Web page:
We create tableware that is handcrafted to perfection from the finest Irish linen, telling stories through timeless designs and traditional embroidery techniques. Our range comprises of three collections; Heritage Collection, Wild Collection and Fusion Collection which include table runners, placemats, napkins and home accessories including cushions, framed wall pieces and aprons. We believe in creating truly unique and long-lasting tableware.
We source the finest quality linen from Ireland’s best weavers, renowned for its high quality, strength and ageless beauty. Time, care and skill goes into our tableware and we design, cut, sew and finish each and every piece by hand in our workshop in Dublin. Every design is meticulously hand-drawn by Greg, who takes inspiration daily from Ireland’s natural beauty, rich culture and design heritage. Each one tells a unique story whether its inspired by Celtic folklore and mythology, the Irish countryside and coastline or the streets of Dublin.
Our table linen is both elegant and functional. It is machine washable and wearable so it will age beautifully and last for years. We love creating truly unique pieces for our customers and hope that they will become treasured keepsakes which can be passed down to generations to come.
Irish Linen House is a family run brand, which was founded by Dublin-born designer, Greg Whelan and his wife Mary in 2011. Greg studied at the Grafton Academy of Fashion Design and following that, he worked successfully in the fashion industry for many years alongside his mother, before branching out with his own label in the early 1990s. During Greg’s time designing womenswear, he was fascinated with embroidery and experimented with different applique designs and techniques. He also worked with linen to create some of his most successful fashion collections, and adored working with the fabric because of its versatility, natural feel and charming qualities.
As Greg moved away from fashion, he had a desire to create something new and unique. He was keen to explore linen and combined with his passion for embroidery and innate talent for drawing and design, he turned his hand to tableware. Greg believed in creating beautiful pieces for the home to bring style, creativity and elegance to modern entertainment and living. Together with his wife Mary, they launched Irish Linen House in 2011, creating tablerunners, placemats and napkins with a commitment to craftsmanship, quality and detail.
Greg was always particularly drawn to Celtic inspired art and mythology which he has sketched and refined over time. Irish Linen House prides itself on bringing a fresh new dimension to Irish linen and a contemporary twist to traditional Celtic designs and Irish folklore.
Greg’s appreciation for Ireland’s natural beauty, rich culture and design heritage has inspired the brands aesthetic with recent collections inspired by the world renowned Book Of Kells and the untamed beauty of the Wild Atlantic Way. Since starting up the business, the brand has grown globally thanks to the support of loyal customers worldwide. In 2016, Irish Linen House opened up a shop within their studio on Bow Street in Smithfield, Dublin. The shop attracts tourists from abroad who love to see the creativity and craft come to life in the heart of Dublin.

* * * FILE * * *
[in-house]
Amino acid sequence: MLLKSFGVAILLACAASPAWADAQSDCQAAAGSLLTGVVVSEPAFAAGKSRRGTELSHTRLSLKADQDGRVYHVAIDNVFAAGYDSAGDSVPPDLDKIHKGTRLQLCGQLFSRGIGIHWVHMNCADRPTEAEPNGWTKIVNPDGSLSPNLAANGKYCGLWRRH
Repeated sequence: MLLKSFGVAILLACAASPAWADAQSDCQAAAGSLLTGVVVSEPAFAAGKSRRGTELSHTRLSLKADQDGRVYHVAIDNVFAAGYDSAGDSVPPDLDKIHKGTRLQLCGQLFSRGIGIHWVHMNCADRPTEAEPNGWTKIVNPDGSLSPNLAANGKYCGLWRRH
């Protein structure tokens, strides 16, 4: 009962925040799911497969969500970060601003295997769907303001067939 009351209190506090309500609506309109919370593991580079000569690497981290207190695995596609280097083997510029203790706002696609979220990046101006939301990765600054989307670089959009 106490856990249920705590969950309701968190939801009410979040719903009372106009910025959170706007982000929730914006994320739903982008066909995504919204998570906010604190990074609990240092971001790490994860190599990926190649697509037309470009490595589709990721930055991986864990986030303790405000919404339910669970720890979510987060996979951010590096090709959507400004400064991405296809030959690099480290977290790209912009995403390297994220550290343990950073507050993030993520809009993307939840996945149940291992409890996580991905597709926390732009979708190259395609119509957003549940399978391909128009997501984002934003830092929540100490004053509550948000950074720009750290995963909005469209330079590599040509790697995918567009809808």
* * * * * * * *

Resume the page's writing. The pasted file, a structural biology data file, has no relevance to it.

100% Irish Linen We source the highest quality linen from Ireland’s best weavers, who have refined their craft and skill through many generations over the last 160 years. Linen is one of the world's oldest fabrics and its history goes back thousands of years. Linen fibre is biodegradable and recyclable, making it a natural product. Linen is naturally anti-bacterial, easy to wash, quick to dry and can absorb up to 20% of its own weight in moisture while still feeling dry to the touch. Of all textile fibres, it is the strongest, and the one which washes best and becomes softer and more luminous when washed. It ages beautifully and maintains its natural character and charming qualities for years.
How Linen Is Made
The production process of linen has changed very little over time.
Linen is woven from the fibres of the flax plant. Flax needs 5 times less fertilisers and pesticides than cotton to grow. Flax goes through a long process before it becomes linen. Flax seeds are planted and after one hundred days, they will be ready to harvest.
Next, the flax is "retted" which means that it is put in water and left to rot before it is taken out and dried. During the retting process the flax fibres begin to separate themselves from the woody stem. The flax is "beetled" in the next stage. Beetling consists of beating the flax with a wooden mallet to loosen and separate the fibres. Once the flax has been beetled, it is then "scutched". It is beaten again, this time with a long wooden blade. At this stage any pieces of woody stem that remain on the fibres are removed. The person who carried out the scutching was called a "hackler". The scutched fibres were sorted and then spun on a spinning wheel. After spinning the flax was finally yarn. Weavers then weave the yarn into lengths of linen fabric.